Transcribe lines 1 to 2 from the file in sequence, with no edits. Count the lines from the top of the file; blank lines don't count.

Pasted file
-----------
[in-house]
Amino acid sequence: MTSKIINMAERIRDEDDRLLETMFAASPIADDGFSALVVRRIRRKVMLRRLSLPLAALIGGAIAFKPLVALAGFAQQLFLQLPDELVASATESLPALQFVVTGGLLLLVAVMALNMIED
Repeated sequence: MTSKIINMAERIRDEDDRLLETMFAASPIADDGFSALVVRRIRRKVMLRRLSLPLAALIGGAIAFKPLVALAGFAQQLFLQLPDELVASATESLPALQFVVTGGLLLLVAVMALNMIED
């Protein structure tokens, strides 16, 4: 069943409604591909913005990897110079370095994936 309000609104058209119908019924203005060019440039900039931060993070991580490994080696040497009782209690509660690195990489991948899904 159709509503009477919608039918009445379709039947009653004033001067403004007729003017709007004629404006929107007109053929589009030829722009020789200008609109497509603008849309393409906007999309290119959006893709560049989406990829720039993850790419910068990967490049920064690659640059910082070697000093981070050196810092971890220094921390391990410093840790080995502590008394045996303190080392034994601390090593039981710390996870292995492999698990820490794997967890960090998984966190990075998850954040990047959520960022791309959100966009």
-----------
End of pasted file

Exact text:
[in-house]
Amino acid sequence: MTSKIINMAERIRDEDDRLLETMFAASPIADDGFSALVVRRIRRKVMLRRLSLPLAALIGGAIAFKPLVALAGFAQQLFLQLPDELVASATESLPALQFVVTGGLLLLVAVMALNMIED